There are two big words that come to mind when listening to Tucson's own La Cerca: Tone color. The guitar timbres are clean, mildly psychedelic and so damn nice; the vocal layers are smooth yet catchy; the drums are relaxed but know how to punch through. Usually a band has to get real wild or experimental to create particularly colorful or rich sounds, but these guys stick to their pop/rock roots and still manage to have powerfully textured soundscapes.
Coming from Tucson, and having songs about monsoons, Arizona and their love of the Sonoran, it's pretty satisfying to not have La Cerca play stereotypical dry and twangy desert folk rock. Instead they take alt-rock and mix in the sounds of vibraphones, mellotrons, sweet vocal harmonies and more.
Their newest album, Sunrise for Everyone, released by Fort Lowell Records in 2014, is their "grand statement and masterpiece." La Cerca pulls cues from all shades of alternative rock: jangle pop, shoegaze, dream pop, neo-psych. Take a look at the bands mentioned below by various band members and you'll see the obvious influences: R.E.M., My Bloody Valentine, Galaxie 500. If you're a fan of any of those, take a listen.
Catch La Cerca at Sky Bar, 536 N. Fourth Ave., at 9 p.m. May 12.
My first band in the '80s, The Equalizers, played covers songs by The Cars. Elliott Easton's guitar work is a huge influence on my guitar playing. This underrated experimental pop record keeps getting better every listen. Ric Ocasek's songwriting is perfectly strange and ahead of its time, yet it defined the '80s. Benjamin Orr was my first favorite singer I idolized.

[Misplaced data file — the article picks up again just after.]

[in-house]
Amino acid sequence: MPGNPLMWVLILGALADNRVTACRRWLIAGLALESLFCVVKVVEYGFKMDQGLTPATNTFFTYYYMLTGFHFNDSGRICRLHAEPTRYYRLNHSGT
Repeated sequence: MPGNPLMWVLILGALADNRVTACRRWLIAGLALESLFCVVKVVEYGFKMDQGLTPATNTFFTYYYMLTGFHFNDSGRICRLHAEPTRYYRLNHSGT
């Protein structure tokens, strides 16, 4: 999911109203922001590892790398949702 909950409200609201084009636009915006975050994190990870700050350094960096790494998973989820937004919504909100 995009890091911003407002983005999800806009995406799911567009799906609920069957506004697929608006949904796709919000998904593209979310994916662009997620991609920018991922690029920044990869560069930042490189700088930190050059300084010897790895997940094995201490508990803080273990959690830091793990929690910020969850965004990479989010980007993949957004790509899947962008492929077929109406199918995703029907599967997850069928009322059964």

The melancholy dreamy sounds were the soundtrack to my teen years. Robert Smith's use of the bass started my obsession with the instrument. Seeing the Cure at their peak was one of my most memorable experiences.
Blonde On Blonde
Working in a used record store/book store, I found myself consuming everything Dylan. It's a common thread among our band. La Cerca even has a Dylan cover band called Rolling Thunder Rescue.
My Bloody Valentine
KLPX's Test Department hipped me to this band through their EPs before this album came out. I was obsessed even though everyone around me thought it was awful. I played it to my high school class on the bus on a field trip, proclaiming that this was the future of music. These days "shoegaze" is bigger than ever.
Life's Rich Pageant
Our guitarist Bill Oberdick feels his guitar playing is informed by this album. It's likely that he and I were at the same R.E.M. concerts in the late '80s before we knew each other, as we are both from Ohio. College radio was all I wanted to hear. R.E.M. added a bit of twang and jangle to stretch our ears, leading to other influential acts like Big Star and Galaxie 500.